|Diamond in Kimberlite - C.|
A Diamond is the hardest rock known to man. It's name means unbreakable or invincible. Although it is composed of simple carbon atoms, the same as coal or graphite, the unique qualities of diamonds make them one of the most valued substances on earth. Although graphite has stronger molecular bonds, the molecules are arranged in flat sheets making graphite a very brittle rock. Diamonds, however, have a three-dimensional molecular structure that makes it very difficult to introduce impurities or scratch. A diamond ranks a 10 on the Moh's hardness scale making the hardest known substance and can only be scratched by other diamonds. Diamonds are valued primarily for their hardness and thermal conductivity, however, they are also prized for their luster formed from their ability to disperse light like a prism. Most diamonds are without color although a small percentage can be brown, yellow, red, pink, blue, among other colors. These colors are formed from small traces of other elements mixed with the diamond. These elements are few and far between due to a diamonds molecular structure. Nitrogen, for example, creates a yellowish hue and is found in yellow and brown diamonds. Large pure diamonds are rare and highly valued. About 80% of all diamonds are too small or otherwise impure making them unfit for gemstones and better suited for industrial use. Diamonds are measured in carats which is equal to one fifth of a gram.
Most natural diamonds are found in kimberlites or lamproites, structures of igneous rock created during volcanic activity. Sometimes these diamonds can be carried elsewhere when water and erosion wash them away. These are called placer deposits. Small diamonds can also be found on a very small scale in some large meteor impacts. In addition to these sources, diamonds can also be produced artificially although only a small percentage of diamonds are synthetic. Diamonds are found in over 35 countries, including the United States, Australia, Brazil, China, Russia, and several large mines in South Africa.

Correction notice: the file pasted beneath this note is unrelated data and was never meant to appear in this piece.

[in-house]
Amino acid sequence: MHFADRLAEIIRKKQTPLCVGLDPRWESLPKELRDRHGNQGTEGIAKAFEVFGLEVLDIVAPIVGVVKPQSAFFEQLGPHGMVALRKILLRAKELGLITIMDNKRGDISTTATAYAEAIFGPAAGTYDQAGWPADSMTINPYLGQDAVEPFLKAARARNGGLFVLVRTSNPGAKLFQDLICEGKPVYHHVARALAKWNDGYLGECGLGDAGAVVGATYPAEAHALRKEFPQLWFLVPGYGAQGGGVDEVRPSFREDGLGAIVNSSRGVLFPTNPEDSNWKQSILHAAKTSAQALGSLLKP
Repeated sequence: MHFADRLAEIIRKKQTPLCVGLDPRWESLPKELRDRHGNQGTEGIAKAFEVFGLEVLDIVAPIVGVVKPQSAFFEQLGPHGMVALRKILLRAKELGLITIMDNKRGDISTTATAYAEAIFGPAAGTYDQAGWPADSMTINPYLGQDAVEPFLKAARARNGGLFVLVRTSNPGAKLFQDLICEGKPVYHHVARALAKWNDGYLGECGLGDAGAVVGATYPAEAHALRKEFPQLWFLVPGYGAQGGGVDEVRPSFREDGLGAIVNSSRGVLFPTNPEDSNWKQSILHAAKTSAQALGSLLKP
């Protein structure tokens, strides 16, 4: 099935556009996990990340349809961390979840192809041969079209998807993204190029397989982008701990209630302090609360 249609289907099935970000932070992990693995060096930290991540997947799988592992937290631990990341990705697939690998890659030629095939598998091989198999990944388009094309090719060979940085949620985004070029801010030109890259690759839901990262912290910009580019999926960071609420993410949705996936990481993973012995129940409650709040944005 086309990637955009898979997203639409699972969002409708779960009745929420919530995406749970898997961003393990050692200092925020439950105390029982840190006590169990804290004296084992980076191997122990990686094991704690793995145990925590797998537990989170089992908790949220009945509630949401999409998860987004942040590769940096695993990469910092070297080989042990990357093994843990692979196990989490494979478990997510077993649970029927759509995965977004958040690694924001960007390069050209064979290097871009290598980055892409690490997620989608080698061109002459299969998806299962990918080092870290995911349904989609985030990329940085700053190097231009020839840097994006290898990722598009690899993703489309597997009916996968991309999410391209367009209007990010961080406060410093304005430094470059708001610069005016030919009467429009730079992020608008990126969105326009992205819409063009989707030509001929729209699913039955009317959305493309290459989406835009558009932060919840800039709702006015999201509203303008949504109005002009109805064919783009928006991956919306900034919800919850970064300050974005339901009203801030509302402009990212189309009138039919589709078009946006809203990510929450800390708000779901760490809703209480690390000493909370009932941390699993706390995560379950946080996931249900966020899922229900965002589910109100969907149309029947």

The first recorded use of diamonds was in India as religious objects as well as engraving tools. Today diamonds are extremely useful but its uses are few. They are known particularly for their use in jewelry, such as rings or necklaces, because of their durability and their luster. However, most diamonds are used industrially. Because of their hardness, diamonds are extremely useful when used to cut, grind, or drill other materials. Therefore, many cutting blades or drills have small diamonds included on the tips and edges.
Diamonds are made in the earth, generally in the upper mantle. Diamonds are made of carbon just as coal and graphite are, but are put under high pressure and heat to give them the molecular structure that they have. This process can take up to 1-3 billion years to form naturally. They are then brought close to the surface during volcanic activity. Some small diamonds can be formed in a meteorite impact that produces similar circumstances to the heat and pressure found in the mantle. Another way of forming diamonds is to do so synthetically. This is done by simulating in a controlled environment, the high-pressure/high-temperature surroundings that natural diamonds are formed in. Diamonds are hard but they are also brittle. By knowing the correct place to cut a diamond they can be cut in one blow. This is done through an extensive scientific and mathmatical process.